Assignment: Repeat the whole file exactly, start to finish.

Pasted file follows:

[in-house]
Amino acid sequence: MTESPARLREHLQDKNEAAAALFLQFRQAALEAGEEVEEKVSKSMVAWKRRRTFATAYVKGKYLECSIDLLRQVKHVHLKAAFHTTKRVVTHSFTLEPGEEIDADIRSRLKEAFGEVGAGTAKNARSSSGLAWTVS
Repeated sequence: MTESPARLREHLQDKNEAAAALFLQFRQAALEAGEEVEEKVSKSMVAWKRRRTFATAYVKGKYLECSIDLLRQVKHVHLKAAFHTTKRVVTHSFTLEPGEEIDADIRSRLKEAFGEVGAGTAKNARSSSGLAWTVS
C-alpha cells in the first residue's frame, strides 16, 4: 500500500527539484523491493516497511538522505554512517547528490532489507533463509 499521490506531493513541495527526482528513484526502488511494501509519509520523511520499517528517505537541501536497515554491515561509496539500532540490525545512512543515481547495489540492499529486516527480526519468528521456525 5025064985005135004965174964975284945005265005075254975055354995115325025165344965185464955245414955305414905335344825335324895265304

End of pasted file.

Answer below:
[in-house]
Amino acid sequence: MTESPARLREHLQDKNEAAAALFLQFRQAALEAGEEVEEKVSKSMVAWKRRRTFATAYVKGKYLECSIDLLRQVKHVHLKAAFHTTKRVVTHSFTLEPGEEIDADIRSRLKEAFGEVGAGTAKNARSSSGLAWTVS
Repeated sequence: MTESPARLREHLQDKNEAAAALFLQFRQAALEAGEEVEEKVSKSMVAWKRRRTFATAYVKGKYLECSIDLLRQVKHVHLKAAFHTTKRVVTHSFTLEPGEEIDADIRSRLKEAFGEVGAGTAKNARSSSGLAWTVS
C-alpha cells in the first residue's frame, strides 16, 4: 500500500527539484523491493516497511538522505554512517547528490532489507533463509 499521490506531493513541495527526482528513484526502488511494501509519509520523511520499517528517505537541501536497515554491515561509496539500532540490525545512512543515481547495489540492499529486516527480526519468528521456525 5025064985005135004965174964975284945005265005075254975055354995115325025165344965185464955245414955305414905335344825335324895265304